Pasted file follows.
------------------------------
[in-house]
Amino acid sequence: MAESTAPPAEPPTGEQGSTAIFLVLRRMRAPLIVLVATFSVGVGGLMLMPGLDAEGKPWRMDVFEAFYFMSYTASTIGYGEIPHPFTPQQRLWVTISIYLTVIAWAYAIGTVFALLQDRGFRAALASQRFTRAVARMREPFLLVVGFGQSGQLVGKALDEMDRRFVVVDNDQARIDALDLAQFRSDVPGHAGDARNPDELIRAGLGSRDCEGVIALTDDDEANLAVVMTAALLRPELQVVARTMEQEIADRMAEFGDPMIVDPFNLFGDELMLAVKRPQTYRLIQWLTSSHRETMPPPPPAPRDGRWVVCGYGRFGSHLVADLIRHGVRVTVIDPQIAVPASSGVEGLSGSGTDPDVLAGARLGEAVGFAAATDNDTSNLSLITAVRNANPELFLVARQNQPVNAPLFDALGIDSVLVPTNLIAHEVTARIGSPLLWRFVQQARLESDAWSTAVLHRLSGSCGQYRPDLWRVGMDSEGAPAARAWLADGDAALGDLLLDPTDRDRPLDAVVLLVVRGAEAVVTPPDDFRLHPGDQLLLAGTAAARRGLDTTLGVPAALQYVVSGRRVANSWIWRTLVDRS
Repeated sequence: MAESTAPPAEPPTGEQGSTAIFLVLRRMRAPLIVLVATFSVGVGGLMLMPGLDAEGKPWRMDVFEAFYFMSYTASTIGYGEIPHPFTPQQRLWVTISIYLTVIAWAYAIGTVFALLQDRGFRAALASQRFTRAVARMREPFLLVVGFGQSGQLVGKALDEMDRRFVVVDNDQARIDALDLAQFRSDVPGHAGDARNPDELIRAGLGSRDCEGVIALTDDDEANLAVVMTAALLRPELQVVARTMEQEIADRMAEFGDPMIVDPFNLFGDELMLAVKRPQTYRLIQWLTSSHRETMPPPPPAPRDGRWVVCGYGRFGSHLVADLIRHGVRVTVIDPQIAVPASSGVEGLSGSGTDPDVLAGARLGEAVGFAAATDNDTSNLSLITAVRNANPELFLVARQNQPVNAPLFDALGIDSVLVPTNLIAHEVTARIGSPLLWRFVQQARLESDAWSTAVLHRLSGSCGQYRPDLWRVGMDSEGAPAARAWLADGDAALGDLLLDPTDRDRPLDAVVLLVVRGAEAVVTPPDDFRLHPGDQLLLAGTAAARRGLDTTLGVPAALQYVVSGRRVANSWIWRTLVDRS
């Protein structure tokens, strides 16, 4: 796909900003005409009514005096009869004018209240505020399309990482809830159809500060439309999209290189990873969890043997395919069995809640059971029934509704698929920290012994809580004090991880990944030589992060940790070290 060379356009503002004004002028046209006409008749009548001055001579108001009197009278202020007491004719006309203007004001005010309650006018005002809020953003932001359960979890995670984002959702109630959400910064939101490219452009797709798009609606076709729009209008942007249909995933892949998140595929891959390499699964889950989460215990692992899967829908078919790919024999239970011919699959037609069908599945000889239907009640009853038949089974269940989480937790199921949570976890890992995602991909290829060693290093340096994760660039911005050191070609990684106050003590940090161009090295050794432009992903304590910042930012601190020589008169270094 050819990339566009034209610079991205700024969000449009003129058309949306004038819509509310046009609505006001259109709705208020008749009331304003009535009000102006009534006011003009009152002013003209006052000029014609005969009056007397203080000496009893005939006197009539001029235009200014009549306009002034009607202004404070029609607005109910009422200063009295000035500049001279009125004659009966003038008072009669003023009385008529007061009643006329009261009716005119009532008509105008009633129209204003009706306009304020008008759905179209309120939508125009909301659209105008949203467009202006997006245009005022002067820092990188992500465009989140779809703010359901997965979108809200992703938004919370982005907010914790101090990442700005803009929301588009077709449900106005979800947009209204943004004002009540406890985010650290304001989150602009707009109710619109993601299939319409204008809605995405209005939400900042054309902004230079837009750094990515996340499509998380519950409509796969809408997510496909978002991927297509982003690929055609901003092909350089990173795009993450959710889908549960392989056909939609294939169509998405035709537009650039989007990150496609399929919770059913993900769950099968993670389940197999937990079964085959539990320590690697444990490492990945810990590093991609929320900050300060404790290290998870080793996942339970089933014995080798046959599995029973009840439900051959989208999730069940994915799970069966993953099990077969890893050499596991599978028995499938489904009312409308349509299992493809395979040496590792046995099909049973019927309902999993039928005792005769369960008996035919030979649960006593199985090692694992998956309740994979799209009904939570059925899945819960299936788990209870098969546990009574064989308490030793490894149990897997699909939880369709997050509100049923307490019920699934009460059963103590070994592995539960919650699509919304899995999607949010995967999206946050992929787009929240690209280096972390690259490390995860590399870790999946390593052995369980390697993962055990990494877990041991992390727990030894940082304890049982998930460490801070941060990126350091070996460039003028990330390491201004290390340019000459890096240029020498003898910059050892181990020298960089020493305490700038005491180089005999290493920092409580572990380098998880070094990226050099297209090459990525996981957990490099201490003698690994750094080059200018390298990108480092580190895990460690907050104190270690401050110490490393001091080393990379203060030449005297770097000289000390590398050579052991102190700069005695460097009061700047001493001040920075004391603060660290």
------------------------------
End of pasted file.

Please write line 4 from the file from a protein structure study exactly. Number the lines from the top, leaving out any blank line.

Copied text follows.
């Protein structure tokens, strides 16, 4: 796909900003005409009514005096009869004018209240505020399309990482809830159809500060439309999209290189990873969890043997395919069995809640059971029934509704698929920290012994809580004090991880990944030589992060940790070290 060379356009503002004004002028046209006409008749009548001055001579108001009197009278202020007491004719006309203007004001005010309650006018005002809020953003932001359960979890995670984002959702109630959400910064939101490219452009797709798009609606076709729009209008942007249909995933892949998140595929891959390499699964889950989460215990692992899967829908078919790919024999239970011919699959037609069908599945000889239907009640009853038949089974269940989480937790199921949570976890890992995602991909290829060693290093340096994760660039911005050191070609990684106050003590940090161009090295050794432009992903304590910042930012601190020589008169270094 050819990339566009034209610079991205700024969000449009003129058309949306004038819509509310046009609505006001259109709705208020008749009331304003009535009000102006009534006011003009009152002013003209006052000029014609005969009056007397203080000496009893005939006197009539001029235009200014009549306009002034009607202004404070029609607005109910009422200063009295000035500049001279009125004659009966003038008072009669003023009385008529007061009643006329009261009716005119009532008509105008009633129209204003009706306009304020008008759905179209309120939508125009909301659209105008949203467009202006997006245009005022002067820092990188992500465009989140779809703010359901997965979108809200992703938004919370982005907010914790101090990442700005803009929301588009077709449900106005979800947009209204943004004002009540406890985010650290304001989150602009707009109710619109993601299939319409204008809605995405209005939400900042054309902004230079837009750094990515996340499509998380519950409509796969809408997510496909978002991927297509982003690929055609901003092909350089990173795009993450959710889908549960392989056909939609294939169509998405035709537009650039989007990150496609399929919770059913993900769950099968993670389940197999937990079964085959539990320590690697444990490492990945810990590093991609929320900050300060404790290290998870080793996942339970089933014995080798046959599995029973009840439900051959989208999730069940994915799970069966993953099990077969890893050499596991599978028995499938489904009312409308349509299992493809395979040496590792046995099909049973019927309902999993039928005792005769369960008996035919030979649960006593199985090692694992998956309740994979799209009904939570059925899945819960299936788990209870098969546990009574064989308490030793490894149990897997699909939880369709997050509100049923307490019920699934009460059963103590070994592995539960919650699509919304899995999607949010995967999206946050992929787009929240690209280096972390690259490390995860590399870790999946390593052995369980390697993962055990990494877990041991992390727990030894940082304890049982998930460490801070941060990126350091070996460039003028990330390491201004290390340019000459890096240029020498003898910059050892181990020298960089020493305490700038005491180089005999290493920092409580572990380098998880070094990226050099297209090459990525996981957990490099201490003698690994750094080059200018390298990108480092580190895990460690907050104190270690401050110490490393001091080393990379203060030449005297770097000289000390590398050579052991102190700069005695460097009061700047001493001040920075004391603060660290």